The type of school was also used as a socioeconomic indicator. Although type of school is a crude assessment, wealthy adolescents in Brazil are enrolled in private schools because most Brazilian public schools are known to have less educational resources than private ones . Moreover, Brazilian national epidemiological studies and others studies developed in Brazil’s southeastern cities have used this variable as an indicator of socioeconomic status [45–49]. In a recent study, the type of school was used as a socioeconomic indicator, and the authors concluded that this variable can be useful in studies involving children in Brazil .
This study was approved by the Ethics Committee of the Universidade Federal de Minas Gerais. Authorization was obtained from the schools to perform the research. The participants and their parents/guardians signed the informed consent.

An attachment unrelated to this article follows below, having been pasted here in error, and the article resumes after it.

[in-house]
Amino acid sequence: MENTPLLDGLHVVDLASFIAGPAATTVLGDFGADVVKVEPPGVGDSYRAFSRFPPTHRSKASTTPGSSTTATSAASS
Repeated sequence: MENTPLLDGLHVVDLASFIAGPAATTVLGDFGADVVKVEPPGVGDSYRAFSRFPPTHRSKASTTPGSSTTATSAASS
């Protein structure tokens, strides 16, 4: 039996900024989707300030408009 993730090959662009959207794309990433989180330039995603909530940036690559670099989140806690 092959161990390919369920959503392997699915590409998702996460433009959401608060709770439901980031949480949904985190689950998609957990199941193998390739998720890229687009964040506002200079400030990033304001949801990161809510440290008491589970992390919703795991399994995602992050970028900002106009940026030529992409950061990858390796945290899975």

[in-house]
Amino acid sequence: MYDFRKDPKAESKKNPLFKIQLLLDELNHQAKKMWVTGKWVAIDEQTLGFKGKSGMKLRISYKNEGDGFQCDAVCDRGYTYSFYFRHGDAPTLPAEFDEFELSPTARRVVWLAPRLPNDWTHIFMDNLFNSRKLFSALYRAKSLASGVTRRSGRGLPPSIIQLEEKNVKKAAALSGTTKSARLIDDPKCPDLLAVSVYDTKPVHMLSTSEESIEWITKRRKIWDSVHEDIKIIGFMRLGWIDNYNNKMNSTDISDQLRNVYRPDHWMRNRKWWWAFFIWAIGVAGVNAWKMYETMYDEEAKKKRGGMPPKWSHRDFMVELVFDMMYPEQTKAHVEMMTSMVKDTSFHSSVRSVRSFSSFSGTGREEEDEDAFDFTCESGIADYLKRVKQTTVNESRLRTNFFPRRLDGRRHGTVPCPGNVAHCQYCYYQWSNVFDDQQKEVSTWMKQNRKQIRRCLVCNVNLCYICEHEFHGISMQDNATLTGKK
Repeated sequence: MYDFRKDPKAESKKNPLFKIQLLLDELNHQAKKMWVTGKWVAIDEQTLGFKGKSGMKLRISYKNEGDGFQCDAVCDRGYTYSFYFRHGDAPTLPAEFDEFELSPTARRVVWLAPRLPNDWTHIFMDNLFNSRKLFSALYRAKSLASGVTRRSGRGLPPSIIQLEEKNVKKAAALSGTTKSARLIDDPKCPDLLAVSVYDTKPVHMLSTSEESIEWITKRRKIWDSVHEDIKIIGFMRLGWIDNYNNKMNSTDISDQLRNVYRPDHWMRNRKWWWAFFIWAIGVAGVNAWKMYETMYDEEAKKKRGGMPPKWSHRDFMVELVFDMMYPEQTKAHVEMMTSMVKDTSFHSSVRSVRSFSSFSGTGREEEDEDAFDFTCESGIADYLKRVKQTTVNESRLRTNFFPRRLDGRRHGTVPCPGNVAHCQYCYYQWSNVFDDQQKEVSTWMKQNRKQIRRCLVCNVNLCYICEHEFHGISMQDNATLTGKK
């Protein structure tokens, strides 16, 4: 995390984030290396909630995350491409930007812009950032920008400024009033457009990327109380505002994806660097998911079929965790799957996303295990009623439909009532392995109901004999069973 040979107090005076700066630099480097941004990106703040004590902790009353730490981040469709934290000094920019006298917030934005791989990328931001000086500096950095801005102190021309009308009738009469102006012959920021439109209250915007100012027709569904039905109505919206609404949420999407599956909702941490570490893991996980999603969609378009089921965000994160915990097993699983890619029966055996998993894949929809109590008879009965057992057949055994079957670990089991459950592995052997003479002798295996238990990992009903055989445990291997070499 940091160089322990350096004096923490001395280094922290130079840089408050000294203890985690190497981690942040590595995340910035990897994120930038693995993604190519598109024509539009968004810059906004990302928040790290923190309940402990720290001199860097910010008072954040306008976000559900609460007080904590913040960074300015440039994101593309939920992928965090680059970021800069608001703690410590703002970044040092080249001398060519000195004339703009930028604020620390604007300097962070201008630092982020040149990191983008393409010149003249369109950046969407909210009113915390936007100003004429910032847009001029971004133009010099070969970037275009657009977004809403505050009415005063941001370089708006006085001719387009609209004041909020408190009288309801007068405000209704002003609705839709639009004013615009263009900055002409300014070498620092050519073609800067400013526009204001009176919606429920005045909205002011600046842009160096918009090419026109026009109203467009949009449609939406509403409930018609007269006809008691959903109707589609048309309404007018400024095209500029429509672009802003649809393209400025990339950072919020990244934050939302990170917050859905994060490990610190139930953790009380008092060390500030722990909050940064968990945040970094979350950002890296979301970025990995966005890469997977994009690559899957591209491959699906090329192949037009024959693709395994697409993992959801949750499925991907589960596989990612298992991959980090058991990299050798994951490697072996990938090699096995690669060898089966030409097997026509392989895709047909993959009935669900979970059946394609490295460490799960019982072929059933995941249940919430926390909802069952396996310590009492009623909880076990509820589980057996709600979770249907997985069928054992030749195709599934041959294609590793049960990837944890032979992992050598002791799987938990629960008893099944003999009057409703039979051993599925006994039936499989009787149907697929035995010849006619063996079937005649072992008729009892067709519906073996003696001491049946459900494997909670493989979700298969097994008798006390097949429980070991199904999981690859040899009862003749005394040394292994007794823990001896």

The chi-squared test was used to study the associations of sample characteristics or the type of friends and binge drinking (p-values <0.05 were considered statistically significant).
We used binary logistic regression analysis to examine the association of binge drinking and the type of friends. The results were expressed as odds ratios (OR) and 95% confidence intervals (CI). Each type of most important group of friends was compared to friends from hobbies/other in relation to binge drinking at frequencies ranging from less than monthly to monthly and also from weekly to daily.